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'The Opportunists'

New films off the beaten path

Friday, October 13, 2000

By Barbara Vancheri, Post-Gazette Staff Writer

If ever a case could be made for a sympathetic safecracker, this is it. Vic Kelly (Christopher Walken), a struggling auto mechanic in Queens with a backlog of bills and an ungrateful aunt in a pricey nursing home, initially wants nothing to do with a heist scheme.

'The Opportunists'

Rated R for language

2 1/2 stars


But once he and his aunt both are threatened with eviction, he caves. Vic joins forces with a previously unknown cousin from Ireland and two security guards. Their target is running a scam of his own, so it's not like they're stealing from the Little Sisters of the Poor, they rationalize.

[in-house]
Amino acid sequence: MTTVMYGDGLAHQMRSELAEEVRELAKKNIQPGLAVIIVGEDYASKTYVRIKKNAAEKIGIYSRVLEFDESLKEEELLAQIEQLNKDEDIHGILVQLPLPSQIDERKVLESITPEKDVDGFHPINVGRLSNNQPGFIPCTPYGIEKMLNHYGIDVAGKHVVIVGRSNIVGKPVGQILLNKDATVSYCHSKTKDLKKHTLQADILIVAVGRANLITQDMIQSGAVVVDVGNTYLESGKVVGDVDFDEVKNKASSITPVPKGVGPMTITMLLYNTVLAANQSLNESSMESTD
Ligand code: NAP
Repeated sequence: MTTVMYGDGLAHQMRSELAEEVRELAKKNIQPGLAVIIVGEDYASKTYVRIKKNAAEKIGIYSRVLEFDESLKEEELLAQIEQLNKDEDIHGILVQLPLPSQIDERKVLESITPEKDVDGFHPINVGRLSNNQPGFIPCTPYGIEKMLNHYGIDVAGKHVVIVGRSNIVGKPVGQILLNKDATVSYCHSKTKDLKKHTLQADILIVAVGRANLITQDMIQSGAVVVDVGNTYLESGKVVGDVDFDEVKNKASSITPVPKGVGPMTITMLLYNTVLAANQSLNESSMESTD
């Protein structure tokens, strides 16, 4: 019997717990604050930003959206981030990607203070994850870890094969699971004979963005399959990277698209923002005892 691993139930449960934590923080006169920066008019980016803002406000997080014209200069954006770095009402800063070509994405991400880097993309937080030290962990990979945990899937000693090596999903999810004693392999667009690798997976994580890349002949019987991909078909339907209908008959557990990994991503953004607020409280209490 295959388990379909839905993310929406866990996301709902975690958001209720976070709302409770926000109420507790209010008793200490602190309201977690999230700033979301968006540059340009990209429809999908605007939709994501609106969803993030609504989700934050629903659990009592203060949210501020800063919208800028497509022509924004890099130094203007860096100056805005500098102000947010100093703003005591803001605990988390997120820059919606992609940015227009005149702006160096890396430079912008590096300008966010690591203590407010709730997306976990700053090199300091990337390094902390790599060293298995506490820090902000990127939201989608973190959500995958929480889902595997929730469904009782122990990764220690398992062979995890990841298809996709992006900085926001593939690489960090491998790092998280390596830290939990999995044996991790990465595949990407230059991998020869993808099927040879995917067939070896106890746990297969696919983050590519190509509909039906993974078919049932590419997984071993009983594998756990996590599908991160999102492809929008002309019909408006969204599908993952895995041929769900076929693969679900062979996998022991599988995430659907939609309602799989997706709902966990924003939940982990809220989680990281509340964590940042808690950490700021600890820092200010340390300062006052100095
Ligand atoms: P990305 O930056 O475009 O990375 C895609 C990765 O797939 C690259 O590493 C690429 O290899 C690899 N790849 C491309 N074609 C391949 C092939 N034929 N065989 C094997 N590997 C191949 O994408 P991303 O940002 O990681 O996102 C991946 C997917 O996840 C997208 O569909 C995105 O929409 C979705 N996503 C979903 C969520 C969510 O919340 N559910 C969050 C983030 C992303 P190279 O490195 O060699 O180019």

"The Opportunists," written and directed by Myles Connell, is sort of the un-"GoodFellas." No flashy camera angles. No sensational soundtrack. No experienced wiseguys looking for a big score at the airport. It does spend time showing us what it takes to crack a safe the old-fashioned way -- by listening to the tumblers, rather than lighting a stick of dynamite.

Taking a break from his wide-eyed weirdos, Walken is an ex-convict who quietly acknowledges, "The regular citizen thing is not going too good." Vera Farmiga is the daughter he lost and regained; Cyndi Lauper is his girlfriend, a law-abiding bar owner; and Peter McDonald, the visiting Irishman.

There are a couple of holes in "Opportunists," but it's a nice little movie with a modest payoff. Turns out crime sometimes can pay, in unexpected ways.

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